Before 1981


January 12: Mission Santa Clara de Asís was founded in 1777 by Spanish Franciscan Missionaries during the era of the Provincias Internas of New Spain. It is the namesake of both the city and county of Santa Clara, as well as of Santa Clara University, which was built around the mission.


St. Joseph’s Church was built on the site of the current basilica and was the first non-mission pueblo parish built in California for the benefit of Spanish settlers. It was constructed of adobe and wood. Earthquakes and fires destroyed three church buildings.


Originally a part of the Diocese of Sonora in Mexico, in 1840 San Jose and the rest of the Californias became part of the Diocese of Alta and Baja California, headquartered in Santa Barbara.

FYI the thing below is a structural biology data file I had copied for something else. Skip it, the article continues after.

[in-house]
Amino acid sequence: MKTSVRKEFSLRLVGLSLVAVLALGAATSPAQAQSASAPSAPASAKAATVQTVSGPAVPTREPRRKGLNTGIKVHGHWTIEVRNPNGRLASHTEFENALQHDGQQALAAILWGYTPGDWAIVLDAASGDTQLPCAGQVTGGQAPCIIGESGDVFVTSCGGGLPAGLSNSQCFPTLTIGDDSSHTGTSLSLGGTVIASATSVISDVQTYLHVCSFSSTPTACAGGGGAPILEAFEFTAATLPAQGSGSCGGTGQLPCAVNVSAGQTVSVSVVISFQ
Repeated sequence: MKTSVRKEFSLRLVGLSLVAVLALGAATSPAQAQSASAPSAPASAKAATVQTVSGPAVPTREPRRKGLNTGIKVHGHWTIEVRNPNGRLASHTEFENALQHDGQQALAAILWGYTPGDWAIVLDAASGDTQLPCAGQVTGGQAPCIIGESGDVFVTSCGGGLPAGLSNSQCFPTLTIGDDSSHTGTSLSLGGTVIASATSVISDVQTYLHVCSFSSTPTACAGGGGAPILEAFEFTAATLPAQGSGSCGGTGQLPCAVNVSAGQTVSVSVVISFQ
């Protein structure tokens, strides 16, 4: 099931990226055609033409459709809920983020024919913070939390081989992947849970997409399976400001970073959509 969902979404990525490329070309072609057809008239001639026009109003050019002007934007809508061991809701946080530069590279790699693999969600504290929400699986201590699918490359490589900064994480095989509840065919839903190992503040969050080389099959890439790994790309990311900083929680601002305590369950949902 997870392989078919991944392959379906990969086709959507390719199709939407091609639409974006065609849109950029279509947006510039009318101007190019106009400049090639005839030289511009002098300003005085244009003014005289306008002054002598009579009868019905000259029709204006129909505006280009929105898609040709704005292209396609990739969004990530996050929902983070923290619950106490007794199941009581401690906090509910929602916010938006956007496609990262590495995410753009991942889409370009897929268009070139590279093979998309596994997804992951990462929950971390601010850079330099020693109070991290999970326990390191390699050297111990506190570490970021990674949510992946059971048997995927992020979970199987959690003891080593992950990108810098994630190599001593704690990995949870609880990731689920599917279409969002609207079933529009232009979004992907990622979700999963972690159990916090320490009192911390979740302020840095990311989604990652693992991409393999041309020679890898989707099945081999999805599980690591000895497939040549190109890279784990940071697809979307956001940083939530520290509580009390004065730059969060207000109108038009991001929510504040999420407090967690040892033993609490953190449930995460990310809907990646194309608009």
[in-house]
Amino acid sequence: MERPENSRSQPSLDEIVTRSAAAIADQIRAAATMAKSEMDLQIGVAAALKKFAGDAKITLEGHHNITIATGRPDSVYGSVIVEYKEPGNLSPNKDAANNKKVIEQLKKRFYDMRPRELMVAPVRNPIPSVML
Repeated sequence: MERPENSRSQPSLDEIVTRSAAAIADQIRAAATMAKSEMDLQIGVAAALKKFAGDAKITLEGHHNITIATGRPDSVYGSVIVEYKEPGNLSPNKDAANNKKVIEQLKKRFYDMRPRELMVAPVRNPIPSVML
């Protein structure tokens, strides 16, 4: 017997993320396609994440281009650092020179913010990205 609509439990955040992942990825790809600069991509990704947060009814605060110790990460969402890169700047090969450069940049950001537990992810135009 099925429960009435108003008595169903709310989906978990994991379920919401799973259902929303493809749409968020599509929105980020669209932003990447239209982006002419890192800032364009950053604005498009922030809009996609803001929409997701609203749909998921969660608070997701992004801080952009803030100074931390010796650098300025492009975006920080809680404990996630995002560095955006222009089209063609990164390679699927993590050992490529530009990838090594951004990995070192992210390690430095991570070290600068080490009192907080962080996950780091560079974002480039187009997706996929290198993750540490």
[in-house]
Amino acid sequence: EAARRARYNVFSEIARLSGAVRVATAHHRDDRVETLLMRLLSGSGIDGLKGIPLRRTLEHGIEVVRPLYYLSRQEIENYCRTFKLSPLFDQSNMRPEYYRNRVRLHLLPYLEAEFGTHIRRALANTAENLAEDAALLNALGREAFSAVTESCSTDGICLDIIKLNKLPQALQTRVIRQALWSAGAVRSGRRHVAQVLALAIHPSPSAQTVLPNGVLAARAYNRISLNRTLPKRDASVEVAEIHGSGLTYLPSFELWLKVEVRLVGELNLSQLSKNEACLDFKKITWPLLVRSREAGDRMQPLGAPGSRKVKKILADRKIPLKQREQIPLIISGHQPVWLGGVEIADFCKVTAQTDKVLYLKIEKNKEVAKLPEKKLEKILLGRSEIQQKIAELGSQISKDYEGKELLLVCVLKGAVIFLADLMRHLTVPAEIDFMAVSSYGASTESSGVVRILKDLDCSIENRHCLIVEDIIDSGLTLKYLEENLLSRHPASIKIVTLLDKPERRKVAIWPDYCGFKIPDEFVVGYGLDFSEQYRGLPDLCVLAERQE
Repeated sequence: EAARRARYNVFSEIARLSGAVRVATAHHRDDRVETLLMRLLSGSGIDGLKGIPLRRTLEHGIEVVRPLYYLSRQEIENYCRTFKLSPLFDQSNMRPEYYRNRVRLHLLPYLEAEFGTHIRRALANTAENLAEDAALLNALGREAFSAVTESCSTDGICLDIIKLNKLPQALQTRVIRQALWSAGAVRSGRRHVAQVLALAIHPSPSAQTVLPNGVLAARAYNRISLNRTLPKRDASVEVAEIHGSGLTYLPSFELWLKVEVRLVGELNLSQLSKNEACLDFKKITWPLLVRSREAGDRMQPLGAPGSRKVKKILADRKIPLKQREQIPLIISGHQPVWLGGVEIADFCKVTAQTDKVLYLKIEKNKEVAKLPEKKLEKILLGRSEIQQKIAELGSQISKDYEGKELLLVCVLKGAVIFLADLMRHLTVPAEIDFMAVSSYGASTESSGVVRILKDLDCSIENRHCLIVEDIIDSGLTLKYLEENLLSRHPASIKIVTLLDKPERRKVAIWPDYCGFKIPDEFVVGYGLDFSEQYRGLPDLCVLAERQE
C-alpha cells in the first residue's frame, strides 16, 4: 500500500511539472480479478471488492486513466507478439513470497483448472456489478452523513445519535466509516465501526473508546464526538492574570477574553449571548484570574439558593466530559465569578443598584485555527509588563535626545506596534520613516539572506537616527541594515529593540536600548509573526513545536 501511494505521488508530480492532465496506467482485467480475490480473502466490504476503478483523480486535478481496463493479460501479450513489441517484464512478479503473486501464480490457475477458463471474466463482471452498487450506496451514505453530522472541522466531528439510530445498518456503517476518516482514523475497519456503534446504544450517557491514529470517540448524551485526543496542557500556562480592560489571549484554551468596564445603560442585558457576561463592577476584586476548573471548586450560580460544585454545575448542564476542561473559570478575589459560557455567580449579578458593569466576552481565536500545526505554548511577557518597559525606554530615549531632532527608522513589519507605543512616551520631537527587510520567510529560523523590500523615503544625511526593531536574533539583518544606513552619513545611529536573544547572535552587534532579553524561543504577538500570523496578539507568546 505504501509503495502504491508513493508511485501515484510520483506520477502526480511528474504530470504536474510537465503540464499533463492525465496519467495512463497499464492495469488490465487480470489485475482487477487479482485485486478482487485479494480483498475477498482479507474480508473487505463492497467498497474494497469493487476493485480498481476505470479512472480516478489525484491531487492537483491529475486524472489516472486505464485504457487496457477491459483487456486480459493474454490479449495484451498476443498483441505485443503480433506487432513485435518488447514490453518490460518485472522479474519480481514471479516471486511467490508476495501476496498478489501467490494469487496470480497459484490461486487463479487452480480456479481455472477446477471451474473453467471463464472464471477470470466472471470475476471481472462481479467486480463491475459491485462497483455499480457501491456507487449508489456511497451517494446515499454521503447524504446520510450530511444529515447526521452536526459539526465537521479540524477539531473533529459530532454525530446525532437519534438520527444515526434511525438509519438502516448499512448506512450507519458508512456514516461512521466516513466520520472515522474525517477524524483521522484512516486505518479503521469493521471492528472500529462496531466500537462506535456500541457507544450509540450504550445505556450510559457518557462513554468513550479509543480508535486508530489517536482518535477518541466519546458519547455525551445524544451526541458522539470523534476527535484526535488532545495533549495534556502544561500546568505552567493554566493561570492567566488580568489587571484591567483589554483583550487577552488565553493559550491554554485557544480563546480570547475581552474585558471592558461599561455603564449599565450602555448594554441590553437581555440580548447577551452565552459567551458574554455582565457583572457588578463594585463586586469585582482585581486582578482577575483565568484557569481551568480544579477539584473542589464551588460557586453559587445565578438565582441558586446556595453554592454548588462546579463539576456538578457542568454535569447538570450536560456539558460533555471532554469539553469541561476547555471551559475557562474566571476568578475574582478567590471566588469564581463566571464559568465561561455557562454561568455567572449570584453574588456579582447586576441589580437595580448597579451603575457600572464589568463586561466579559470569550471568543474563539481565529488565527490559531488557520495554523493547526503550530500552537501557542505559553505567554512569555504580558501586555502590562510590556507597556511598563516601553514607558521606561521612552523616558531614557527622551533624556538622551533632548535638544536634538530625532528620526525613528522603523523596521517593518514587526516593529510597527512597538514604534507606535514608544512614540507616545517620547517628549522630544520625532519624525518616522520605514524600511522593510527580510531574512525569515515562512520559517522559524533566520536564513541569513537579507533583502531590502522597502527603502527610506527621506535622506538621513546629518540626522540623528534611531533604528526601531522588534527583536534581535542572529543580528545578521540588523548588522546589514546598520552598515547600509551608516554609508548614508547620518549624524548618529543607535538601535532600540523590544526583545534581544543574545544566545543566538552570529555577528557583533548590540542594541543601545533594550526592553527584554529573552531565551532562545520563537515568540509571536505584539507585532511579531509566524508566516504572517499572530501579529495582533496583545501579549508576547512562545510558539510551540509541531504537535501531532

The Diocese of Alta and Baja California was split between the American and Mexican territories, and San Jose became a part of the Diocese of Monterey.


The northern half of the county became part of the newly established Archdiocese of San Francisco, while the areas around Gilroy and Morgan Hill remained in the Diocese of Monterey.


March 19: The cornerstone for the fifth and present Saint Joseph church building was laid. It was opened and dedicated on April 22, 1877, the two-year anniversary of the fire that destroyed the previous church on this site.


The United States Catholic Church decided to use county boundaries for dioceses and the southern half of the county was transferred to the Archdiocese of San Francisco.




  • January 27: Pope John Paul II creates the Diocese of San José from the Archdiocese of San Francisco, naming Bishop Pierre DuMaine , then auxiliary bishop of San Francisco, as Diocesan Bishop of San José. The new Diocese comprises all of Santa Clara County.